This course section introduces you to the U.S. Embassy School Election Project and your adopted U.S. state. In the next weeks, you will become a 'virtual
citizen' of one U.S. state, an expert on its population, and predict how it is going to vote on Election Day.
Section 1 introduces you to the electoral system of the U.S. Learn how the President of the U.S. is elected, what happens during the individual phases
of the election campaign, and why it is necessary to focus on the individual states.
Take a quiz on the U.S. electoral system and compete against your classmates. One person (a classmate or your teacher) must set up the quiz and share the quiz code with the class. A registration is not required.
This section contains the state fact sheets with loads of information, statistics, and further resources to help you predict, how the citizens of your state will vote on Election Day.
2. The Candidates
Section 2 is about the two candidates, Mr. Biden and Mr. Trump. Learn about their biographical background, their public personas, and their perception
by the American public. This includes different text types: political advertisements, campaign websites and social media, and political cartoons.
Section 3 explores the topics and issues that American voters will be discussing this fall. This includes getting an overview of the 2020 campaign
issues, researching select issues in more detail, and finding out where the candidates stand on these issues.
Section 4 is the most important section of the project: Here you will return to the focus on your adopted state, get to know its history, culture,
population, and local news media. Is your state going to turn red or blue? Make a well-researched prediction and participate in the school competition.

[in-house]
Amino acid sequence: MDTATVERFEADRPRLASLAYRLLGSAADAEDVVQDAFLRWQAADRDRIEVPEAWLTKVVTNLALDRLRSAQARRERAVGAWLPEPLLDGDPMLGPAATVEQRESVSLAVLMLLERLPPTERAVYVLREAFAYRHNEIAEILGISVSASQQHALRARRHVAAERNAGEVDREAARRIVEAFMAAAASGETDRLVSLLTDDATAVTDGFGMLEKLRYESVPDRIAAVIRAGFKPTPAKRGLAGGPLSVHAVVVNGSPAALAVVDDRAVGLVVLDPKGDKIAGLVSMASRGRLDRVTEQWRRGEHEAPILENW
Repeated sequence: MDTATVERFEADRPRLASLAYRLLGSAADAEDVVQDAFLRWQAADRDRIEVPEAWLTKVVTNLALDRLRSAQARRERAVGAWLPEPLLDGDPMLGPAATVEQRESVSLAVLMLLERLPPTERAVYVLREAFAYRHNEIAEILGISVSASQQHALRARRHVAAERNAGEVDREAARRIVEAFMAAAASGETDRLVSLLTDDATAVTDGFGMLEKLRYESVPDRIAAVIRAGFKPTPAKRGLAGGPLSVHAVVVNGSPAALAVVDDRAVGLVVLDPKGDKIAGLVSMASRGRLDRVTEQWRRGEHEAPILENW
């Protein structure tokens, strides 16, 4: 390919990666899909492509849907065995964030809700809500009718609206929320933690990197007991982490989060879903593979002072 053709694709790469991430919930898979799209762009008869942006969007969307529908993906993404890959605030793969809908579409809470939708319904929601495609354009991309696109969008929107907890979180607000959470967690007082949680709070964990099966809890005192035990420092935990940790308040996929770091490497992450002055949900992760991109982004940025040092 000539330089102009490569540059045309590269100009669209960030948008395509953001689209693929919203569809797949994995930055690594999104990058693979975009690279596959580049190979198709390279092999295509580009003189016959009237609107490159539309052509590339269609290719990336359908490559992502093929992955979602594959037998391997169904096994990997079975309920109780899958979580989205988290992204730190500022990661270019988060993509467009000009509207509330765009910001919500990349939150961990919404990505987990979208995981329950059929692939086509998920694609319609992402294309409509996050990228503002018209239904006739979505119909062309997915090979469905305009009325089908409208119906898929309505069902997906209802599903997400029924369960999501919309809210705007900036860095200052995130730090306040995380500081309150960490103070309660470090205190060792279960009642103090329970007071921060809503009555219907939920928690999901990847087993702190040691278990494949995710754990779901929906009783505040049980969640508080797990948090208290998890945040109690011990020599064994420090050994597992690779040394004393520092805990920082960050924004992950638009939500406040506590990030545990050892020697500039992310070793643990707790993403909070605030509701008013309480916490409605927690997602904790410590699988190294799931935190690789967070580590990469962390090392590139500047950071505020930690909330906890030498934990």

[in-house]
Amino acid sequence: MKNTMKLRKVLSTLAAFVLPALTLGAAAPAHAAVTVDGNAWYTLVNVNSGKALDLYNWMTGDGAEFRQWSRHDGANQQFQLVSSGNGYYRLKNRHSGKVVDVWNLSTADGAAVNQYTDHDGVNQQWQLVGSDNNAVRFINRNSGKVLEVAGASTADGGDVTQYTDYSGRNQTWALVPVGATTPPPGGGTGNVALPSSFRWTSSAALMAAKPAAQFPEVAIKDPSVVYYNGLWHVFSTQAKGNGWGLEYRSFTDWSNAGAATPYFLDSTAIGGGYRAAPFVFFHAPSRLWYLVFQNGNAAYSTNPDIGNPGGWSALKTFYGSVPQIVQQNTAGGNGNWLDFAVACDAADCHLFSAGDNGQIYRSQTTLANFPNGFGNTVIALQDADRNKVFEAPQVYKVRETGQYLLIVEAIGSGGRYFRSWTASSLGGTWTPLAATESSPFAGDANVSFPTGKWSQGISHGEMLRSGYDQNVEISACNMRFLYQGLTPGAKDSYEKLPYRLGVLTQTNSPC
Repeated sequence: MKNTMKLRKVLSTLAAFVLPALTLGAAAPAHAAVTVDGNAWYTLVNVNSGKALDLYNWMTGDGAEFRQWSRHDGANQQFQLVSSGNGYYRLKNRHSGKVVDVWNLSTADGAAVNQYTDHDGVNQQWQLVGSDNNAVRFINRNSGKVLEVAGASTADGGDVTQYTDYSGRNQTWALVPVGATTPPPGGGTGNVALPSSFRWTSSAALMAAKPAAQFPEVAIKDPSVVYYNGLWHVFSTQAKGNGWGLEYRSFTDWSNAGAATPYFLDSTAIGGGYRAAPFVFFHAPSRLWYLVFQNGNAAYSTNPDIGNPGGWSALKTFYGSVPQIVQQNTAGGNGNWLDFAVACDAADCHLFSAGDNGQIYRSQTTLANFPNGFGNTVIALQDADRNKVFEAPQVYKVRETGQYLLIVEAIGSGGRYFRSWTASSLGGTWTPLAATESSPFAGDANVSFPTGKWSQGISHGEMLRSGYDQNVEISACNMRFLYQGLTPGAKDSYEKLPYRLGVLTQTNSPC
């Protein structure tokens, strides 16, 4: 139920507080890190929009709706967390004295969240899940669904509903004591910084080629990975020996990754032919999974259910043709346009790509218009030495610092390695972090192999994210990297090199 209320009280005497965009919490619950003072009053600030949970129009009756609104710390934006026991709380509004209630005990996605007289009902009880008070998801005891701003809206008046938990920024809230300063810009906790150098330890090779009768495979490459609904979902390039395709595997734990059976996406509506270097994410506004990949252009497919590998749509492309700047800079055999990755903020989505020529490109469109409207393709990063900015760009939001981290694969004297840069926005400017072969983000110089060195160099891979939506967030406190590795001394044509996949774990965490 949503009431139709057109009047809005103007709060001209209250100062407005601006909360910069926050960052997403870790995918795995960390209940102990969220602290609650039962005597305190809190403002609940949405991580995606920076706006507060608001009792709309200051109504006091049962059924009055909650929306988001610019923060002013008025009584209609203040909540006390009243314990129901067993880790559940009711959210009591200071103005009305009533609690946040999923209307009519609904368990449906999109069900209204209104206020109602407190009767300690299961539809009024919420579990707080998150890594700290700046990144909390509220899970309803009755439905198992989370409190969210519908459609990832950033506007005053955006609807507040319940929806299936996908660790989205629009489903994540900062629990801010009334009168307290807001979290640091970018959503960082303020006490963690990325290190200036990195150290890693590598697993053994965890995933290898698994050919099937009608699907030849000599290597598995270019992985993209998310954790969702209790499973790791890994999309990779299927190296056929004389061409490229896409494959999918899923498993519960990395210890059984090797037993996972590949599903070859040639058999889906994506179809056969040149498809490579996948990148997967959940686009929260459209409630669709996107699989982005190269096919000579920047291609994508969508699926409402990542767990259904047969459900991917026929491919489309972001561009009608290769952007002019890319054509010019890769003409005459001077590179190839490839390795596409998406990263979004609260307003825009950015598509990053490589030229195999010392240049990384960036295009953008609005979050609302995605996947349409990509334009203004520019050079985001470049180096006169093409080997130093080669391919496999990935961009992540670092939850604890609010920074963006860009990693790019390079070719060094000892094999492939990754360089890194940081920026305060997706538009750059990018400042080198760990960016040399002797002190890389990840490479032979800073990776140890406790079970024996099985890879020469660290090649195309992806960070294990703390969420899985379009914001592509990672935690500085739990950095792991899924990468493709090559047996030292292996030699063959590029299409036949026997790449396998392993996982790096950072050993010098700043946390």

This section contains useful online resources that will help you design a creative outcome to present your election prediction. For example, you will find web tools to create timelines, videos, presentations, comics, etc. Also, take a look at the resources for royalty-free images, videos, and audio.
If your course is working together with a (German or American) transatlantic partner, this section offers so-called 'tandem activities' that will help you to get to know each other and cooperate on the election project.
These resources are meant for German and U.S. teachers collaborating in the same course. Resources in this section are invisible to students.
Tasks in this category are intended for the first phase of your virtual exchange. These activities will help your students get to know each other, including their peers schools, home towns and states, and develop rapport and trust between both sides.
Tasks in this category engage learners in going one step further and carrying out comparisons or analyses of cultural products from both cultures and exploring differences, similarities, and below-the-surface information about both sides.
Tasks in this category ask learners to work together to produce a joint product or conclusion, such as the prediction of the election outcome. These tasks involve a great deal of coordination and planning but also bring about substantial amounts of negotiation of meaning both on linguistic and cultural levels as learners strive to reach agreement on their final product.
Assessment and reflection
Activities and resources in this section provide some useful ideas for engaging your students in reflection about their virtual exchange and possible ways of including assessment in this teaching unit.